This large mushroom has fleshy cream to pale yellow-brown fruiting body consisting of a multitude of lobes and looks like a brain or sea sponges well as a head of cauliflower. It grows in the temperate regions of eastern North American and the West Coast where it is found from late summer to fall on the roots or stumps of coniferous trees, especially pine and spruce. The mushroom is four to sixteen inches wide and can weigh up to thirty pounds. The lobes of the fruiting body are densely packed, firm, flat and branched, and the tips of the branches are curled giving the mushroom its distinctive look. The spore bearing layer is on only one side of the lobes. The spores are white to pale yellow and the stem is thick and yellowish-white.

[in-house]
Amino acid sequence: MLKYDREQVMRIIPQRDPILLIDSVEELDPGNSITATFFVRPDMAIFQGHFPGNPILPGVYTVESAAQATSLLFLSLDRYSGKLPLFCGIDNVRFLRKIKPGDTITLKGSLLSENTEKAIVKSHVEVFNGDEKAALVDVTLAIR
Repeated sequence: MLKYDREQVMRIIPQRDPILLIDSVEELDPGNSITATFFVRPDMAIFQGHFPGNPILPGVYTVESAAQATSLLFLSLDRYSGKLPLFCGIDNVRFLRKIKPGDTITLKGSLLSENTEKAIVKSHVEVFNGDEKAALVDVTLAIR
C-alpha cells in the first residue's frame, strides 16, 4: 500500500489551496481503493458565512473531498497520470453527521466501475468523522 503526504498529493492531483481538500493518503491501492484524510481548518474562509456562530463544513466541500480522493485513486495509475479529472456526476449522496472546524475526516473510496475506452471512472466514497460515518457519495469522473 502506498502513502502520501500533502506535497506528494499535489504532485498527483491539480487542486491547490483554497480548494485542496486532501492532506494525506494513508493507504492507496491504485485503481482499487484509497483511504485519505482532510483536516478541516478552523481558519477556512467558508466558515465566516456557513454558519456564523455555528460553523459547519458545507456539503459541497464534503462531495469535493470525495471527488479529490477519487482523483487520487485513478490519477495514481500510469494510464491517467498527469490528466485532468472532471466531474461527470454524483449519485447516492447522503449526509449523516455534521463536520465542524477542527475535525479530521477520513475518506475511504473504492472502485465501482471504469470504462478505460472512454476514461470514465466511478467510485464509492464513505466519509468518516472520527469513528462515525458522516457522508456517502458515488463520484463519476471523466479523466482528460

The cauliflower mushroom is considered edible for its good flavor but should be eaten when young before the flesh becomes elastic and then tough. The shear size of the mushroom makes it a popular edible mushroom, although the nature of the densely packed lobes make them difficult to clean well. The French cultivate it and call it fall morel or just morel but it does not have the superb flavor of a true morel. It’s flavor, however, does complement a cream sauce well.
When collecting mushrooms for the table always seek the aid of an expert since there is at least one look a-like that is poisonous.
Photo Credit: James Lindsey, Wikimedia Commons